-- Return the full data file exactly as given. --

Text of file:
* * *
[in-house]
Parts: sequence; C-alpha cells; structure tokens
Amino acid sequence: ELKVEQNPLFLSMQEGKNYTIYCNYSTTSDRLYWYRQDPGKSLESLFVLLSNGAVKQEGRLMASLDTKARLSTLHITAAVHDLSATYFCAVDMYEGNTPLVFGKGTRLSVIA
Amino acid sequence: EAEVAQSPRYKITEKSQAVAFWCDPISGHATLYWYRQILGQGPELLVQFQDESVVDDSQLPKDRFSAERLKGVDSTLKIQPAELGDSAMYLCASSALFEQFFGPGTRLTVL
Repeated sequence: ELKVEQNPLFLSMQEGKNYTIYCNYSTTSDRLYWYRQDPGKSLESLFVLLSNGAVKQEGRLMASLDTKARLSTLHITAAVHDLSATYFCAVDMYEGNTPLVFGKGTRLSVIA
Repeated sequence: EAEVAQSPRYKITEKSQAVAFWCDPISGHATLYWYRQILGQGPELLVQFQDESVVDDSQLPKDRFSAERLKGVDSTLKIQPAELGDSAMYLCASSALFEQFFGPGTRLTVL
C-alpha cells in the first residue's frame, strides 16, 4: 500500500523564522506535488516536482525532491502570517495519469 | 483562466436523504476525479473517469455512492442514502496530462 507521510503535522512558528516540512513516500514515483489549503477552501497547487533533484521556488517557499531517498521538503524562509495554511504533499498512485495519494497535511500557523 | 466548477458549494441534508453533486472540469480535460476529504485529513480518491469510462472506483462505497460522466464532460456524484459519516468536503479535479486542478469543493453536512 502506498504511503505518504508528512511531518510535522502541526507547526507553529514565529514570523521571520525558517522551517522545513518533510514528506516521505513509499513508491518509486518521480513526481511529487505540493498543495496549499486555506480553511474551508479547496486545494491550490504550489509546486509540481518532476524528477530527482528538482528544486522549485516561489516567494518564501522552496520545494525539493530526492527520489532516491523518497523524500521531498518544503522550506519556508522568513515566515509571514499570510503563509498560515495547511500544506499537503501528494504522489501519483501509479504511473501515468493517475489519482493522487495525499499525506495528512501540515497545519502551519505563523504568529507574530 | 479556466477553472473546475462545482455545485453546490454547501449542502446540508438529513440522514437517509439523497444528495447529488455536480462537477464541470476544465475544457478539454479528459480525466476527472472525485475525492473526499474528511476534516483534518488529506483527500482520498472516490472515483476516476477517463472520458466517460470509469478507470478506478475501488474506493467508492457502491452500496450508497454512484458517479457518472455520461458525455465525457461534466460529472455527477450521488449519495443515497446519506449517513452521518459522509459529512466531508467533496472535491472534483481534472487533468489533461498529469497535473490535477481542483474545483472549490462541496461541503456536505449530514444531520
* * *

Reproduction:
[in-house]
Parts: sequence; C-alpha cells; structure tokens
Amino acid sequence: ELKVEQNPLFLSMQEGKNYTIYCNYSTTSDRLYWYRQDPGKSLESLFVLLSNGAVKQEGRLMASLDTKARLSTLHITAAVHDLSATYFCAVDMYEGNTPLVFGKGTRLSVIA
Amino acid sequence: EAEVAQSPRYKITEKSQAVAFWCDPISGHATLYWYRQILGQGPELLVQFQDESVVDDSQLPKDRFSAERLKGVDSTLKIQPAELGDSAMYLCASSALFEQFFGPGTRLTVL
Repeated sequence: ELKVEQNPLFLSMQEGKNYTIYCNYSTTSDRLYWYRQDPGKSLESLFVLLSNGAVKQEGRLMASLDTKARLSTLHITAAVHDLSATYFCAVDMYEGNTPLVFGKGTRLSVIA
Repeated sequence: EAEVAQSPRYKITEKSQAVAFWCDPISGHATLYWYRQILGQGPELLVQFQDESVVDDSQLPKDRFSAERLKGVDSTLKIQPAELGDSAMYLCASSALFEQFFGPGTRLTVL
C-alpha cells in the first residue's frame, strides 16, 4: 500500500523564522506535488516536482525532491502570517495519469 | 483562466436523504476525479473517469455512492442514502496530462 507521510503535522512558528516540512513516500514515483489549503477552501497547487533533484521556488517557499531517498521538503524562509495554511504533499498512485495519494497535511500557523 | 466548477458549494441534508453533486472540469480535460476529504485529513480518491469510462472506483462505497460522466464532460456524484459519516468536503479535479486542478469543493453536512 502506498504511503505518504508528512511531518510535522502541526507547526507553529514565529514570523521571520525558517522551517522545513518533510514528506516521505513509499513508491518509486518521480513526481511529487505540493498543495496549499486555506480553511474551508479547496486545494491550490504550489509546486509540481518532476524528477530527482528538482528544486522549485516561489516567494518564501522552496520545494525539493530526492527520489532516491523518497523524500521531498518544503522550506519556508522568513515566515509571514499570510503563509498560515495547511500544506499537503501528494504522489501519483501509479504511473501515468493517475489519482493522487495525499499525506495528512501540515497545519502551519505563523504568529507574530 | 479556466477553472473546475462545482455545485453546490454547501449542502446540508438529513440522514437517509439523497444528495447529488455536480462537477464541470476544465475544457478539454479528459480525466476527472472525485475525492473526499474528511476534516483534518488529506483527500482520498472516490472515483476516476477517463472520458466517460470509469478507470478506478475501488474506493467508492457502491452500496450508497454512484458517479457518472455520461458525455465525457461534466460529472455527477450521488449519495443515497446519506449517513452521518459522509459529512466531508467533496472535491472534483481534472487533468489533461498529469497535473490535477481542483474545483472549490462541496461541503456536505449530514444531520